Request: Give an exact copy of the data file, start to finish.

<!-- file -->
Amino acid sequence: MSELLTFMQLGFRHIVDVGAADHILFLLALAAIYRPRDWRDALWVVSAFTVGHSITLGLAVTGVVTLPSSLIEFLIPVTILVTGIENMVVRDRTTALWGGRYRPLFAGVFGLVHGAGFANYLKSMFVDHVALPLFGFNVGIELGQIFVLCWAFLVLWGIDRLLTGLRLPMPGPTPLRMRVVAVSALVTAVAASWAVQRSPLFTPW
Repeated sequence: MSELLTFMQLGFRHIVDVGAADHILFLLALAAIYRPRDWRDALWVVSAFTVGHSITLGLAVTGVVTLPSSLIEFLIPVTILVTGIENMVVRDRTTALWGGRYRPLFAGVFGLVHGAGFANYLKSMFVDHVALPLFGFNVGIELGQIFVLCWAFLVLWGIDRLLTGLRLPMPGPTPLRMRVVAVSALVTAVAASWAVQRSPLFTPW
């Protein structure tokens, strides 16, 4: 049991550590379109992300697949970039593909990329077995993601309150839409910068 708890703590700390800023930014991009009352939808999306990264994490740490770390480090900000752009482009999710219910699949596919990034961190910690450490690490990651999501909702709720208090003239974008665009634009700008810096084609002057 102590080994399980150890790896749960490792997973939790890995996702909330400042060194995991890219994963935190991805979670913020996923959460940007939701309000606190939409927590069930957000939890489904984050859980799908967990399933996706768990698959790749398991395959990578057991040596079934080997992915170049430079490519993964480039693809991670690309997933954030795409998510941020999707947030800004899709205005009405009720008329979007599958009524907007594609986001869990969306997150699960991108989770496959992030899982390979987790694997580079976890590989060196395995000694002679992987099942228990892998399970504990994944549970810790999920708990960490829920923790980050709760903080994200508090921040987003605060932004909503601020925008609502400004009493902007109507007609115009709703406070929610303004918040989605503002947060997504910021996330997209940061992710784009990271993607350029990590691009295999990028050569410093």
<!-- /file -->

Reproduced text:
Amino acid sequence: MSELLTFMQLGFRHIVDVGAADHILFLLALAAIYRPRDWRDALWVVSAFTVGHSITLGLAVTGVVTLPSSLIEFLIPVTILVTGIENMVVRDRTTALWGGRYRPLFAGVFGLVHGAGFANYLKSMFVDHVALPLFGFNVGIELGQIFVLCWAFLVLWGIDRLLTGLRLPMPGPTPLRMRVVAVSALVTAVAASWAVQRSPLFTPW
Repeated sequence: MSELLTFMQLGFRHIVDVGAADHILFLLALAAIYRPRDWRDALWVVSAFTVGHSITLGLAVTGVVTLPSSLIEFLIPVTILVTGIENMVVRDRTTALWGGRYRPLFAGVFGLVHGAGFANYLKSMFVDHVALPLFGFNVGIELGQIFVLCWAFLVLWGIDRLLTGLRLPMPGPTPLRMRVVAVSALVTAVAASWAVQRSPLFTPW
């Protein structure tokens, strides 16, 4: 049991550590379109992300697949970039593909990329077995993601309150839409910068 708890703590700390800023930014991009009352939808999306990264994490740490770390480090900000752009482009999710219910699949596919990034961190910690450490690490990651999501909702709720208090003239974008665009634009700008810096084609002057 102590080994399980150890790896749960490792997973939790890995996702909330400042060194995991890219994963935190991805979670913020996923959460940007939701309000606190939409927590069930957000939890489904984050859980799908967990399933996706768990698959790749398991395959990578057991040596079934080997992915170049430079490519993964480039693809991670690309997933954030795409998510941020999707947030800004899709205005009405009720008329979007599958009524907007594609986001869990969306997150699960991108989770496959992030899982390979987790694997580079976890590989060196395995000694002679992987099942228990892998399970504990994944549970810790999920708990960490829920923790980050709760903080994200508090921040987003605060932004909503601020925008609502400004009493902007109507007609115009709703406070929610303004918040989605503002947060997504910021996330997209940061992710784009990271993607350029990590691009295999990028050569410093």